After a co-conspirator fired an RPG in the vicinity of the Navy vessel, the USS Sterett, the indictment accuses Salad, Beyle, Abrar, and other co-conspirators of intentionally shooting and killing the four U.S. citizens on Feb. 22, 2011, without provocation before the hostages could be rescued by members of the military, who had been attempting to secure the release of the hostages through negotiation with the conspirators.

On March 8, 2011, the three men were among 14 defendants charged with piracy, conspiracy to commit kidnapping, and the use of a destructive device during a crime of violence. Today, Salad, Beyle, and Abrar were charged in a superseding indictment with the following alleged crimes:

  • Conspiracy to commit hostage taking resulting in death, which carries a penalty of death or mandatory life in · · Four counts of hostage taking resulting in death, which carries a penalty of death or mandatory life in prison.
  • Conspiracy to commit kidnapping, which carries a maximum penalty of life in prison.
  • Four counts of kidnapping resulting in death, which carries a penalty of death or mandatory life in prison.
  • Conspiracy to commit violence against maritime navigation resulting in death, which carries a penalty of death or a maximum of life in prison.
  • Four counts of violence against maritime navigation resulting in death, which carries a penalty of death or a maximum of life in prison.
  • Piracy under the law of nations, which carries a mandatory penalty of life in prison.
  • Two counts of use, carry, and discharge of a firearm during a crime of violence, which carries a mandatory minimum of 30 years and a maximum of life in prison, consecutive to all other counts.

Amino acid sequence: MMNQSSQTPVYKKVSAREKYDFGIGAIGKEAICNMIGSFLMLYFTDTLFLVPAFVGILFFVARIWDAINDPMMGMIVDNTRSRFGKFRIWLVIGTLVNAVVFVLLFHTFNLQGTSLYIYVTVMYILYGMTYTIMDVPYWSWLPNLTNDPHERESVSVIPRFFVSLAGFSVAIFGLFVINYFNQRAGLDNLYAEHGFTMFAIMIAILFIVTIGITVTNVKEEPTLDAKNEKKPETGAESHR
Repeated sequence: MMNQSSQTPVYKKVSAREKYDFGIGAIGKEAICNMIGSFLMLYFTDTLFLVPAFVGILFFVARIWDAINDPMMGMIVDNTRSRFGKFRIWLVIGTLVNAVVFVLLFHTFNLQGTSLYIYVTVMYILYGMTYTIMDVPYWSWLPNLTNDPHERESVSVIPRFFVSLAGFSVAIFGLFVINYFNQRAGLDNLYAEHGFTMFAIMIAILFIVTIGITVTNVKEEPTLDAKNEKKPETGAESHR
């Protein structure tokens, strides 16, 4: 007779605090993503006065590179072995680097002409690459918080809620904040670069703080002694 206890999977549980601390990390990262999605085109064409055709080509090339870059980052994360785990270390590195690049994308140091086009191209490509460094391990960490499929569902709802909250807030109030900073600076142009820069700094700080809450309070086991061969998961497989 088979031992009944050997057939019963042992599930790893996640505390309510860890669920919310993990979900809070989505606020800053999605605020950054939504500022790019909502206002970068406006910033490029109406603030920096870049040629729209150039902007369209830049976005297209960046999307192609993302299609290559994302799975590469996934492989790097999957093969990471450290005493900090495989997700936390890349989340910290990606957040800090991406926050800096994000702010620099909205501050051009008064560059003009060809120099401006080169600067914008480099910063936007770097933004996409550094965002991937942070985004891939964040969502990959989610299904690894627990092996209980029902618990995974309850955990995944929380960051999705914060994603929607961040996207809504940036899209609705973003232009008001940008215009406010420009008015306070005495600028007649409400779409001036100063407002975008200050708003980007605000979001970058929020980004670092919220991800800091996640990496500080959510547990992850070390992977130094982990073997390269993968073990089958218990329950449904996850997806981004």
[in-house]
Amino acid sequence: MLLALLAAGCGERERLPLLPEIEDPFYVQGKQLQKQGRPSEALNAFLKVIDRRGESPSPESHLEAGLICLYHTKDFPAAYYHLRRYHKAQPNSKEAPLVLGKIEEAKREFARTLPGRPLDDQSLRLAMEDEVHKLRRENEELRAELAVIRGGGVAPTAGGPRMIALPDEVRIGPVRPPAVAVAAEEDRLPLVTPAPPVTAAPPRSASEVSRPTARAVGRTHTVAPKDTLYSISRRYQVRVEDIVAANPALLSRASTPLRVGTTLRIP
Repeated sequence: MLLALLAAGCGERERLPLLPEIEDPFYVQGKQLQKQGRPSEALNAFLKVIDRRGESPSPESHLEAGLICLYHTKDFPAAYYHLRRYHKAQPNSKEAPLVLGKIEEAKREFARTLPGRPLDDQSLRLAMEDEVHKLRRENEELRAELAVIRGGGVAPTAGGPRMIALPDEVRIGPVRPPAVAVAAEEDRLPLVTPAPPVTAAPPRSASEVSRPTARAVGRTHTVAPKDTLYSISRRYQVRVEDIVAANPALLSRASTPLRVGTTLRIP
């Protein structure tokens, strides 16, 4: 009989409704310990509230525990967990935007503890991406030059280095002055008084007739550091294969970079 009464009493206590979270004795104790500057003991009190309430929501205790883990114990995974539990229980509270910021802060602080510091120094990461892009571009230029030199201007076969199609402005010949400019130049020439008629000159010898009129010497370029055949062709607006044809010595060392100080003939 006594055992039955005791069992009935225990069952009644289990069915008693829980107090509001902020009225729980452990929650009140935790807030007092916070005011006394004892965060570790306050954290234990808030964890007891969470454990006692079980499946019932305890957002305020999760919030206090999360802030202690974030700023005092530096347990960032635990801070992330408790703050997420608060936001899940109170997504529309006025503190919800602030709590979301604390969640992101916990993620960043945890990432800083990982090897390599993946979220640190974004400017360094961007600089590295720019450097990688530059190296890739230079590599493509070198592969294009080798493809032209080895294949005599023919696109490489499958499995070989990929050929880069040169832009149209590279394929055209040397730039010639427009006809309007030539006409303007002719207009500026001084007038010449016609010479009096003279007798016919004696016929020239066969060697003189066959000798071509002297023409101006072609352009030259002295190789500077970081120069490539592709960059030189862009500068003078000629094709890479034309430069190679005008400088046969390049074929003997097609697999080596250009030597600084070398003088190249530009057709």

• Four counts of use, brandish, and discharge of a firearm during a crime of violence resulting in death, which carries a penalty of death or a maximum of life in prison.

The investigation of the case is being conducted by the FBI and the Naval Criminal Investigative Service.

The prosecution in the Eastern District of Virginia is being handled by Assistant U.S. Attorneys Benjamin L. Hatch, Joseph DePadilla and Brian J. Samuels, from the U.S. Attorney’s Office, and Trial Attorney Paul Casey from the Department of Justice’s National Security Division.

Criminal indictments are only charges and not evidence of guilt. A defendant is presumed to be innocent until and unless proven guilty.”

To find additional federal criminal news, please read The Federal Crimes Watch Daily.

Douglas McNabb and other members of the U.S. law firm practice and write extensively on matters involving Federal Criminal Defense, INTERPOL Red Notice Removal, International Extradition and OFAC SDN List Removal.

The author of this blog is Douglas McNabb. Please feel free to contact him directly at mcnabb@mcnabbassociates.com or at one of the offices listed above.